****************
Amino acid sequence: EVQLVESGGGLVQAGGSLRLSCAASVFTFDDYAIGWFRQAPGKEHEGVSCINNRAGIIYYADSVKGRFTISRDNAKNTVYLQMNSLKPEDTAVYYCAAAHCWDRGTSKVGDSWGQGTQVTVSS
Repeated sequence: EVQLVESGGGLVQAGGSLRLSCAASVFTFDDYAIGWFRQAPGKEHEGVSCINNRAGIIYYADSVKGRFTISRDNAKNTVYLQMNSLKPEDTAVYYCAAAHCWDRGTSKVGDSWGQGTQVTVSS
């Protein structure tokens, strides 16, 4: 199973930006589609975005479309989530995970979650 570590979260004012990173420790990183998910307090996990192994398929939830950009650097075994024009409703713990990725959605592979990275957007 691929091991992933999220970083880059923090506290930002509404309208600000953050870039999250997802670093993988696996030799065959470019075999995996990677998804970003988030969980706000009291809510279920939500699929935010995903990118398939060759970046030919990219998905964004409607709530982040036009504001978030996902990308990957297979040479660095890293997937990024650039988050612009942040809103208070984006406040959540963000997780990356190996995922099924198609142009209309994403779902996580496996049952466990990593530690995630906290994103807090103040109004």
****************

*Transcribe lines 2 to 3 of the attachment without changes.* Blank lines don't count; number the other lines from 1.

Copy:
Repeated sequence: EVQLVESGGGLVQAGGSLRLSCAASVFTFDDYAIGWFRQAPGKEHEGVSCINNRAGIIYYADSVKGRFTISRDNAKNTVYLQMNSLKPEDTAVYYCAAAHCWDRGTSKVGDSWGQGTQVTVSS
């Protein structure tokens, strides 16, 4: 199973930006589609975005479309989530995970979650 570590979260004012990173420790990183998910307090996990192994398929939830950009650097075994024009409703713990990725959605592979990275957007 691929091991992933999220970083880059923090506290930002509404309208600000953050870039999250997802670093993988696996030799065959470019075999995996990677998804970003988030969980706000009291809510279920939500699929935010995903990118398939060759970046030919990219998905964004409607709530982040036009504001978030996902990308990957297979040479660095890293997937990024650039988050612009942040809103208070984006406040959540963000997780990356190996995922099924198609142009209309994403779902996580496996049952466990990593530690995630906290994103807090103040109004």